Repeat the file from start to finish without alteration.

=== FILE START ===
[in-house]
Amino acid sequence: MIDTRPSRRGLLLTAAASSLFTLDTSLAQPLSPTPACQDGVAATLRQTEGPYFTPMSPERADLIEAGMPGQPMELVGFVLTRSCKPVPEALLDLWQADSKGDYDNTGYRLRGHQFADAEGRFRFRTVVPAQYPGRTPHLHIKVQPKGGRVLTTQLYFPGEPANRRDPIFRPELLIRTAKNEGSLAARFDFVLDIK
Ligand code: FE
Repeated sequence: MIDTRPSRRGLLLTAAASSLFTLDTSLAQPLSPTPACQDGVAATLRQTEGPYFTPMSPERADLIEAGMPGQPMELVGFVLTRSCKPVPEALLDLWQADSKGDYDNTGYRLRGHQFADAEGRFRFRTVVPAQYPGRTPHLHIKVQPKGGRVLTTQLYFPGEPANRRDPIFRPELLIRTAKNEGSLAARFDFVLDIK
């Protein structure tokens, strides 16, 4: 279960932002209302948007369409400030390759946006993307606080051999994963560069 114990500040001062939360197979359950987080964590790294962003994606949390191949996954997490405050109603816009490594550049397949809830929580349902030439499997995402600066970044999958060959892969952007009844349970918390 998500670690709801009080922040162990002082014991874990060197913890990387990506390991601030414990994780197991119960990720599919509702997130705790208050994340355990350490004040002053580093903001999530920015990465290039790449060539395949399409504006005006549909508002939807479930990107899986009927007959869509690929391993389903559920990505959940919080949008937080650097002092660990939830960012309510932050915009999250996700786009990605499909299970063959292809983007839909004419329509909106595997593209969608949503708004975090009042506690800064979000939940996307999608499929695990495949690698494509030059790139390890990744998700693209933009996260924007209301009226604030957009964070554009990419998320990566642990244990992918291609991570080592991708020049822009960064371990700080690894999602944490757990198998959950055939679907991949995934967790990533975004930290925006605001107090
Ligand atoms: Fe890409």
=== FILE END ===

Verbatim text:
[in-house]
Amino acid sequence: MIDTRPSRRGLLLTAAASSLFTLDTSLAQPLSPTPACQDGVAATLRQTEGPYFTPMSPERADLIEAGMPGQPMELVGFVLTRSCKPVPEALLDLWQADSKGDYDNTGYRLRGHQFADAEGRFRFRTVVPAQYPGRTPHLHIKVQPKGGRVLTTQLYFPGEPANRRDPIFRPELLIRTAKNEGSLAARFDFVLDIK
Ligand code: FE
Repeated sequence: MIDTRPSRRGLLLTAAASSLFTLDTSLAQPLSPTPACQDGVAATLRQTEGPYFTPMSPERADLIEAGMPGQPMELVGFVLTRSCKPVPEALLDLWQADSKGDYDNTGYRLRGHQFADAEGRFRFRTVVPAQYPGRTPHLHIKVQPKGGRVLTTQLYFPGEPANRRDPIFRPELLIRTAKNEGSLAARFDFVLDIK
């Protein structure tokens, strides 16, 4: 279960932002209302948007369409400030390759946006993307606080051999994963560069 114990500040001062939360197979359950987080964590790294962003994606949390191949996954997490405050109603816009490594550049397949809830929580349902030439499997995402600066970044999958060959892969952007009844349970918390 998500670690709801009080922040162990002082014991874990060197913890990387990506390991601030414990994780197991119960990720599919509702997130705790208050994340355990350490004040002053580093903001999530920015990465290039790449060539395949399409504006005006549909508002939807479930990107899986009927007959869509690929391993389903559920990505959940919080949008937080650097002092660990939830960012309510932050915009999250996700786009990605499909299970063959292809983007839909004419329509909106595997593209969608949503708004975090009042506690800064979000939940996307999608499929695990495949690698494509030059790139390890990744998700693209933009996260924007209301009226604030957009964070554009990419998320990566642990244990992918291609991570080592991708020049822009960064371990700080690894999602944490757990198998959950055939679907991949995934967790990533975004930290925006605001107090
Ligand atoms: Fe890409």